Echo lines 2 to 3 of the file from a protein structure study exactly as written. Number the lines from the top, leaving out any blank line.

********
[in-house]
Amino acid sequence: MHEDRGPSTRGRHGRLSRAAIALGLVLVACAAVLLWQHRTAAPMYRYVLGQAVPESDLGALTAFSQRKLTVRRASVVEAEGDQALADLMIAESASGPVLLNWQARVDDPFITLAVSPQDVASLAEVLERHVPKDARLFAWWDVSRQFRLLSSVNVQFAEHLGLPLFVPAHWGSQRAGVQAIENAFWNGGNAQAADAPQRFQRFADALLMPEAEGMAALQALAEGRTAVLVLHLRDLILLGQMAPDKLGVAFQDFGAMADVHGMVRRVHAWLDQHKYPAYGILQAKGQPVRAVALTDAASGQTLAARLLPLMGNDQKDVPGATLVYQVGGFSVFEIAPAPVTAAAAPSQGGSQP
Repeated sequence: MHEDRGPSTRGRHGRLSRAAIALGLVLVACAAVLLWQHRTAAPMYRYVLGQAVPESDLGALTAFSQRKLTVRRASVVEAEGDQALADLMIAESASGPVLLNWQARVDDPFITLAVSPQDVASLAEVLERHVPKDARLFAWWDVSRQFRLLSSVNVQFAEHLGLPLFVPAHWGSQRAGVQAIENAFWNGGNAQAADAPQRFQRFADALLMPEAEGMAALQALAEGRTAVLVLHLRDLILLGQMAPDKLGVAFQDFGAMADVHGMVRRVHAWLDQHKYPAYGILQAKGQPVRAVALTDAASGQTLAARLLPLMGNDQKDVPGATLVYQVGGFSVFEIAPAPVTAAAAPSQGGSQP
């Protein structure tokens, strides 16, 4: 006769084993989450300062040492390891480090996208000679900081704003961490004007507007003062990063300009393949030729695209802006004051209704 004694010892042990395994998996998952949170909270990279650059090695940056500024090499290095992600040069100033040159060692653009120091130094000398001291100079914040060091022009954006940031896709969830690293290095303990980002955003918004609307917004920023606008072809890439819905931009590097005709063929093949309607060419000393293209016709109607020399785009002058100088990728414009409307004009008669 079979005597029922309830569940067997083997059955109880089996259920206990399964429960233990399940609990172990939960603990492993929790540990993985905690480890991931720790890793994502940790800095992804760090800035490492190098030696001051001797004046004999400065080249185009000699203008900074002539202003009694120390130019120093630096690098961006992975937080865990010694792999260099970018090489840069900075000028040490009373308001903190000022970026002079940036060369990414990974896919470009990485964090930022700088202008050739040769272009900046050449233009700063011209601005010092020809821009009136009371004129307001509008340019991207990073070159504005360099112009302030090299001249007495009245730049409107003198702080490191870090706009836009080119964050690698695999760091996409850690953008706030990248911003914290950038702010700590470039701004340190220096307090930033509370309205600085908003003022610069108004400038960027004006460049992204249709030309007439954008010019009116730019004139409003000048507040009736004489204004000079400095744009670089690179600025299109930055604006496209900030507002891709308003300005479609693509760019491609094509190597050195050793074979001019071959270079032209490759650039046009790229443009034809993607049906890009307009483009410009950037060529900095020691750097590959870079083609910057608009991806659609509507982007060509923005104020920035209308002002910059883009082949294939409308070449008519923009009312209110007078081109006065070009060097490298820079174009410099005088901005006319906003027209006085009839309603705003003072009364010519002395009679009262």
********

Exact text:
Amino acid sequence: MHEDRGPSTRGRHGRLSRAAIALGLVLVACAAVLLWQHRTAAPMYRYVLGQAVPESDLGALTAFSQRKLTVRRASVVEAEGDQALADLMIAESASGPVLLNWQARVDDPFITLAVSPQDVASLAEVLERHVPKDARLFAWWDVSRQFRLLSSVNVQFAEHLGLPLFVPAHWGSQRAGVQAIENAFWNGGNAQAADAPQRFQRFADALLMPEAEGMAALQALAEGRTAVLVLHLRDLILLGQMAPDKLGVAFQDFGAMADVHGMVRRVHAWLDQHKYPAYGILQAKGQPVRAVALTDAASGQTLAARLLPLMGNDQKDVPGATLVYQVGGFSVFEIAPAPVTAAAAPSQGGSQP
Repeated sequence: MHEDRGPSTRGRHGRLSRAAIALGLVLVACAAVLLWQHRTAAPMYRYVLGQAVPESDLGALTAFSQRKLTVRRASVVEAEGDQALADLMIAESASGPVLLNWQARVDDPFITLAVSPQDVASLAEVLERHVPKDARLFAWWDVSRQFRLLSSVNVQFAEHLGLPLFVPAHWGSQRAGVQAIENAFWNGGNAQAADAPQRFQRFADALLMPEAEGMAALQALAEGRTAVLVLHLRDLILLGQMAPDKLGVAFQDFGAMADVHGMVRRVHAWLDQHKYPAYGILQAKGQPVRAVALTDAASGQTLAARLLPLMGNDQKDVPGATLVYQVGGFSVFEIAPAPVTAAAAPSQGGSQP